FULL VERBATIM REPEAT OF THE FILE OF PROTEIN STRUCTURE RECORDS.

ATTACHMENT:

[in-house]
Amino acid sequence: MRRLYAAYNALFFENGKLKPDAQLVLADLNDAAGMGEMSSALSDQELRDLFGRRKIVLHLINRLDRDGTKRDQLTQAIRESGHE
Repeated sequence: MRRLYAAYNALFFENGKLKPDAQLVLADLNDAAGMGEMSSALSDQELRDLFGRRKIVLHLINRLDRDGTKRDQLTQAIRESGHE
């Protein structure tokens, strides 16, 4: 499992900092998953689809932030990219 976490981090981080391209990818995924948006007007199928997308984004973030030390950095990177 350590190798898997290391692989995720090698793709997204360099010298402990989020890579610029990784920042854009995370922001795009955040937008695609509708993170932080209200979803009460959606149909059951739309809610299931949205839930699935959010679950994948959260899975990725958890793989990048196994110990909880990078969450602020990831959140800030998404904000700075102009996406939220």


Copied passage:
[in-house]
Amino acid sequence: MRRLYAAYNALFFENGKLKPDAQLVLADLNDAAGMGEMSSALSDQELRDLFGRRKIVLHLINRLDRDGTKRDQLTQAIRESGHE
Repeated sequence: MRRLYAAYNALFFENGKLKPDAQLVLADLNDAAGMGEMSSALSDQELRDLFGRRKIVLHLINRLDRDGTKRDQLTQAIRESGHE
């Protein structure tokens, strides 16, 4: 499992900092998953689809932030990219 976490981090981080391209990818995924948006007007199928997308984004973030030390950095990177 350590190798898997290391692989995720090698793709997204360099010298402990989020890579610029990784920042854009995370922001795009955040937008695609509708993170932080209200979803009460959606149909059951739309809610299931949205839930699935959010679950994948959260899975990725958890793989990048196994110990909880990078969450602020990831959140800030998404904000700075102009996406939220």